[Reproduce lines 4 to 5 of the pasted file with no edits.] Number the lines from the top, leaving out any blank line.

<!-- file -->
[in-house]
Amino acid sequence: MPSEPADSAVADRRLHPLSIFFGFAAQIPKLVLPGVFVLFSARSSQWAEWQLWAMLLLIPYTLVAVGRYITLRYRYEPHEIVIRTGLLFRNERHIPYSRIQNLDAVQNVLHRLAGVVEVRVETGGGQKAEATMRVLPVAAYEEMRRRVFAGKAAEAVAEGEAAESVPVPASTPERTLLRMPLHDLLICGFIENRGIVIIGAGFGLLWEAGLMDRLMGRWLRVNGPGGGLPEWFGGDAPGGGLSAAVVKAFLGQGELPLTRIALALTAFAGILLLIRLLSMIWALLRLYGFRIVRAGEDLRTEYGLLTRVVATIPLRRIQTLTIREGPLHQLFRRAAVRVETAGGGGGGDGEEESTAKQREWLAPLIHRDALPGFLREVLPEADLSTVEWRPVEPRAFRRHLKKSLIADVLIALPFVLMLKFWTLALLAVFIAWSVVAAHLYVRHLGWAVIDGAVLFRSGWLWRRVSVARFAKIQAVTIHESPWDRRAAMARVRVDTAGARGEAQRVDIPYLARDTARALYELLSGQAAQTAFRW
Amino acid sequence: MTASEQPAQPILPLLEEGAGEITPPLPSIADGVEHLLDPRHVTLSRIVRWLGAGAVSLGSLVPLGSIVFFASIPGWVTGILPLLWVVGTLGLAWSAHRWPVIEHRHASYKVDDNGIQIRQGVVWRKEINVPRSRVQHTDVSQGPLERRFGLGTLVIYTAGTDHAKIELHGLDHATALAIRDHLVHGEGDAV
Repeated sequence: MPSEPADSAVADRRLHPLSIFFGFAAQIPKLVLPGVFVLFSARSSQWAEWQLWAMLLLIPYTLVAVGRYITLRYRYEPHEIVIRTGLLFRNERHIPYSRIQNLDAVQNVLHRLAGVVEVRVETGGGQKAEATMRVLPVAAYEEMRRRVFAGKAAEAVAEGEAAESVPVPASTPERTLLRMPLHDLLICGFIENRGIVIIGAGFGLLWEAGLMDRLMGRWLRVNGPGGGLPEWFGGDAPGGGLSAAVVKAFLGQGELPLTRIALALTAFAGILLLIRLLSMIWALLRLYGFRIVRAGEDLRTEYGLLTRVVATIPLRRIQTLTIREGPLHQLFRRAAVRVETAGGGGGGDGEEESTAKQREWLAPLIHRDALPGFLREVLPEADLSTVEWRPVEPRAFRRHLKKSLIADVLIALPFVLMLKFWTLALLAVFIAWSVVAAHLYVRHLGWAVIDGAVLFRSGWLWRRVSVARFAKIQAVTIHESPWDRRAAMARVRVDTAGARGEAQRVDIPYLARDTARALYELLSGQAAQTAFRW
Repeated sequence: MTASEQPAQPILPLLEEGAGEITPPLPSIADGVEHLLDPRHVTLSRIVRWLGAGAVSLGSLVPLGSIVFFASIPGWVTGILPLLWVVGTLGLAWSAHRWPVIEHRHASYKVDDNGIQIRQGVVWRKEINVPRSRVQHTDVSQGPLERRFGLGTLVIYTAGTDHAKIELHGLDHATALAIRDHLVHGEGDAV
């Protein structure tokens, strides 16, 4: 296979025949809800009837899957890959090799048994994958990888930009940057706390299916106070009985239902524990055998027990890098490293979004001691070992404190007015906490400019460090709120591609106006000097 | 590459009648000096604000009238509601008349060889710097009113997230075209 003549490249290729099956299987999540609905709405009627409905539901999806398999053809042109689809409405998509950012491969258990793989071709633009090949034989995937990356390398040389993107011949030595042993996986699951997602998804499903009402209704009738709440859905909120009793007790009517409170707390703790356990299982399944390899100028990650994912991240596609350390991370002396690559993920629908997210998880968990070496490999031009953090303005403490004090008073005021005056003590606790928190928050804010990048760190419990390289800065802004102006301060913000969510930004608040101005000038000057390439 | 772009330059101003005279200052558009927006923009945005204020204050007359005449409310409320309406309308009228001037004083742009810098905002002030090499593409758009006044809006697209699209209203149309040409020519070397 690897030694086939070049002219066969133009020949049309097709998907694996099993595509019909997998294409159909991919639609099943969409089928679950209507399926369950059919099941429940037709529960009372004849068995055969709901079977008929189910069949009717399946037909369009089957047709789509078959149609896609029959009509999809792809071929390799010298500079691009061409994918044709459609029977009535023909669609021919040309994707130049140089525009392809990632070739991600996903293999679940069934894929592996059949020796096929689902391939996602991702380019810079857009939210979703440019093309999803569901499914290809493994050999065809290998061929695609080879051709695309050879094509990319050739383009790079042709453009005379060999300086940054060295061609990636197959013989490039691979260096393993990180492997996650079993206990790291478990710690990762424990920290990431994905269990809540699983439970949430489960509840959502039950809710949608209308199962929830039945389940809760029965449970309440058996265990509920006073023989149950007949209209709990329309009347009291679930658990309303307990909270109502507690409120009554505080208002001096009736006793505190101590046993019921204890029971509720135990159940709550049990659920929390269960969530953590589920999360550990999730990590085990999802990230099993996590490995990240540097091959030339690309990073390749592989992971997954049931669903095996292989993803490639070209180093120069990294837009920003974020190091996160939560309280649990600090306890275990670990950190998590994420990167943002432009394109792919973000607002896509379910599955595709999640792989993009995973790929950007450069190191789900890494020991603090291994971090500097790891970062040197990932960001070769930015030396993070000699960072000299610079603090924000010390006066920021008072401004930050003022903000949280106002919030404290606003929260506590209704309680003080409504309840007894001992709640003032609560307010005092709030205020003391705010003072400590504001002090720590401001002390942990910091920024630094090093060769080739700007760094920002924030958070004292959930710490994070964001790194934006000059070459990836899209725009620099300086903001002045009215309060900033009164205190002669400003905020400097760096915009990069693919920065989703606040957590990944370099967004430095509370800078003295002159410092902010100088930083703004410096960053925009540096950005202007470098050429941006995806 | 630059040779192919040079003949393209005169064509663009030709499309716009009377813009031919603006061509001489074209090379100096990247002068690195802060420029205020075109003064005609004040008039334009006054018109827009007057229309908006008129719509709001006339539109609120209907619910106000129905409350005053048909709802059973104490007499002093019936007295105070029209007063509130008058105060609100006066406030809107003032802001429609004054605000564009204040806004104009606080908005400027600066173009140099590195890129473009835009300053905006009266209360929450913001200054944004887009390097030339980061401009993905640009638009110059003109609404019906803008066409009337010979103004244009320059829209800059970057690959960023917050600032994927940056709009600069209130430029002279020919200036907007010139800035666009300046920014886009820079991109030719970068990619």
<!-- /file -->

Repeated sequence: MPSEPADSAVADRRLHPLSIFFGFAAQIPKLVLPGVFVLFSARSSQWAEWQLWAMLLLIPYTLVAVGRYITLRYRYEPHEIVIRTGLLFRNERHIPYSRIQNLDAVQNVLHRLAGVVEVRVETGGGQKAEATMRVLPVAAYEEMRRRVFAGKAAEAVAEGEAAESVPVPASTPERTLLRMPLHDLLICGFIENRGIVIIGAGFGLLWEAGLMDRLMGRWLRVNGPGGGLPEWFGGDAPGGGLSAAVVKAFLGQGELPLTRIALALTAFAGILLLIRLLSMIWALLRLYGFRIVRAGEDLRTEYGLLTRVVATIPLRRIQTLTIREGPLHQLFRRAAVRVETAGGGGGGDGEEESTAKQREWLAPLIHRDALPGFLREVLPEADLSTVEWRPVEPRAFRRHLKKSLIADVLIALPFVLMLKFWTLALLAVFIAWSVVAAHLYVRHLGWAVIDGAVLFRSGWLWRRVSVARFAKIQAVTIHESPWDRRAAMARVRVDTAGARGEAQRVDIPYLARDTARALYELLSGQAAQTAFRW
Repeated sequence: MTASEQPAQPILPLLEEGAGEITPPLPSIADGVEHLLDPRHVTLSRIVRWLGAGAVSLGSLVPLGSIVFFASIPGWVTGILPLLWVVGTLGLAWSAHRWPVIEHRHASYKVDDNGIQIRQGVVWRKEINVPRSRVQHTDVSQGPLERRFGLGTLVIYTAGTDHAKIELHGLDHATALAIRDHLVHGEGDAV